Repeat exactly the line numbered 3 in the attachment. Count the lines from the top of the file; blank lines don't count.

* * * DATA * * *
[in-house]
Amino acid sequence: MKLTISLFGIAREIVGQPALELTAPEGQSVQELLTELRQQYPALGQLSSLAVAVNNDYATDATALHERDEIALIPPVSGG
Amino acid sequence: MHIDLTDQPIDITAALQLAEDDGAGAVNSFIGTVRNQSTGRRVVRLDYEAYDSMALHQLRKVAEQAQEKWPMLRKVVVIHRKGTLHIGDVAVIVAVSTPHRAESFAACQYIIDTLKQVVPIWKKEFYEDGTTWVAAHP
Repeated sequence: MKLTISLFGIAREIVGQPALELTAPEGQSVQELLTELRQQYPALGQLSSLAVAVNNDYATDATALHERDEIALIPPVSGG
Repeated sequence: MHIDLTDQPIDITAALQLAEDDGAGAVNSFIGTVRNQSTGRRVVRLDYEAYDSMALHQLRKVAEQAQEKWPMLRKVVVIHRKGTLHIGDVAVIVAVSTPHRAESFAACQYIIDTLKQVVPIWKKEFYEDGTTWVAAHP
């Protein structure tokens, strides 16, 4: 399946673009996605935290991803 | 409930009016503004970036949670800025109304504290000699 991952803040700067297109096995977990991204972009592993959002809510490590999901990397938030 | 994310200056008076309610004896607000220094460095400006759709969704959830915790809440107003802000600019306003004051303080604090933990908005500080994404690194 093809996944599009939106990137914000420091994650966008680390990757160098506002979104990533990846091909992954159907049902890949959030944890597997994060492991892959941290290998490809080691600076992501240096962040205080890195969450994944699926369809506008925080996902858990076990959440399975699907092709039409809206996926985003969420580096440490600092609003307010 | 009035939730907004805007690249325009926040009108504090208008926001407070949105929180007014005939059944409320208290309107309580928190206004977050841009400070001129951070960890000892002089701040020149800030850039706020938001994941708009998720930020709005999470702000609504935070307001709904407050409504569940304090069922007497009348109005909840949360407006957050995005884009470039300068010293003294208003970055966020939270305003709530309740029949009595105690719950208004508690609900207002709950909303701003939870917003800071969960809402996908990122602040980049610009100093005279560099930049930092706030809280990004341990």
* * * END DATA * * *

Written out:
Amino acid sequence: MHIDLTDQPIDITAALQLAEDDGAGAVNSFIGTVRNQSTGRRVVRLDYEAYDSMALHQLRKVAEQAQEKWPMLRKVVVIHRKGTLHIGDVAVIVAVSTPHRAESFAACQYIIDTLKQVVPIWKKEFYEDGTTWVAAHP